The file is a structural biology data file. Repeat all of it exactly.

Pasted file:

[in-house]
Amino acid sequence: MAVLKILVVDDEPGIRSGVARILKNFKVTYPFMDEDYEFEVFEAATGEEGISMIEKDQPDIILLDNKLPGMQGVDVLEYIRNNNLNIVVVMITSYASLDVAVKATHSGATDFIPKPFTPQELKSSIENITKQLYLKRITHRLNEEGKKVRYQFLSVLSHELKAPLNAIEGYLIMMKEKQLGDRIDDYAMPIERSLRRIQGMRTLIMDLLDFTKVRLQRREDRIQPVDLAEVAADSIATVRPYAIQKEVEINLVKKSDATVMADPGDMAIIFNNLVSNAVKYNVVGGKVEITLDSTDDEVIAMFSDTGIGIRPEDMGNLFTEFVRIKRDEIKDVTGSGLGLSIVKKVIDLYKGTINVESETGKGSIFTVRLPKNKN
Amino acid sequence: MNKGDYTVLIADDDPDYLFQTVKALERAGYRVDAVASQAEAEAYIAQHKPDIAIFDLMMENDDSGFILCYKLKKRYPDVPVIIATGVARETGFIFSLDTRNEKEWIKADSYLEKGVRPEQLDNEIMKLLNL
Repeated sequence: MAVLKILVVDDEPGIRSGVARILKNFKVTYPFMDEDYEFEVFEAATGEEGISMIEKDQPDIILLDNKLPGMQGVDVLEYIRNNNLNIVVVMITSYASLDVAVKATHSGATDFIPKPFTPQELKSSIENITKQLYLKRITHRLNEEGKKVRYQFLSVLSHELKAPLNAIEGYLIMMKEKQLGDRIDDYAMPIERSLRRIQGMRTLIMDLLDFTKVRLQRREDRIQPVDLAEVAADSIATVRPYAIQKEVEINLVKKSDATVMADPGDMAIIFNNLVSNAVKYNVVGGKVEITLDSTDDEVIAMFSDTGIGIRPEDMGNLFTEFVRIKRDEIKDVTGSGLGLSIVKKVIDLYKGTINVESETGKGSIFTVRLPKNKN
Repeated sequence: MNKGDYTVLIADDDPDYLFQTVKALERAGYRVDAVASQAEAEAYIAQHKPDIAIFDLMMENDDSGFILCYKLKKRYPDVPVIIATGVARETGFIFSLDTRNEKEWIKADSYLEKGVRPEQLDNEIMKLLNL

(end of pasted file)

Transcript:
[in-house]
Amino acid sequence: MAVLKILVVDDEPGIRSGVARILKNFKVTYPFMDEDYEFEVFEAATGEEGISMIEKDQPDIILLDNKLPGMQGVDVLEYIRNNNLNIVVVMITSYASLDVAVKATHSGATDFIPKPFTPQELKSSIENITKQLYLKRITHRLNEEGKKVRYQFLSVLSHELKAPLNAIEGYLIMMKEKQLGDRIDDYAMPIERSLRRIQGMRTLIMDLLDFTKVRLQRREDRIQPVDLAEVAADSIATVRPYAIQKEVEINLVKKSDATVMADPGDMAIIFNNLVSNAVKYNVVGGKVEITLDSTDDEVIAMFSDTGIGIRPEDMGNLFTEFVRIKRDEIKDVTGSGLGLSIVKKVIDLYKGTINVESETGKGSIFTVRLPKNKN
Amino acid sequence: MNKGDYTVLIADDDPDYLFQTVKALERAGYRVDAVASQAEAEAYIAQHKPDIAIFDLMMENDDSGFILCYKLKKRYPDVPVIIATGVARETGFIFSLDTRNEKEWIKADSYLEKGVRPEQLDNEIMKLLNL
Repeated sequence: MAVLKILVVDDEPGIRSGVARILKNFKVTYPFMDEDYEFEVFEAATGEEGISMIEKDQPDIILLDNKLPGMQGVDVLEYIRNNNLNIVVVMITSYASLDVAVKATHSGATDFIPKPFTPQELKSSIENITKQLYLKRITHRLNEEGKKVRYQFLSVLSHELKAPLNAIEGYLIMMKEKQLGDRIDDYAMPIERSLRRIQGMRTLIMDLLDFTKVRLQRREDRIQPVDLAEVAADSIATVRPYAIQKEVEINLVKKSDATVMADPGDMAIIFNNLVSNAVKYNVVGGKVEITLDSTDDEVIAMFSDTGIGIRPEDMGNLFTEFVRIKRDEIKDVTGSGLGLSIVKKVIDLYKGTINVESETGKGSIFTVRLPKNKN
Repeated sequence: MNKGDYTVLIADDDPDYLFQTVKALERAGYRVDAVASQAEAEAYIAQHKPDIAIFDLMMENDDSGFILCYKLKKRYPDVPVIIATGVARETGFIFSLDTRNEKEWIKADSYLEKGVRPEQLDNEIMKLLNL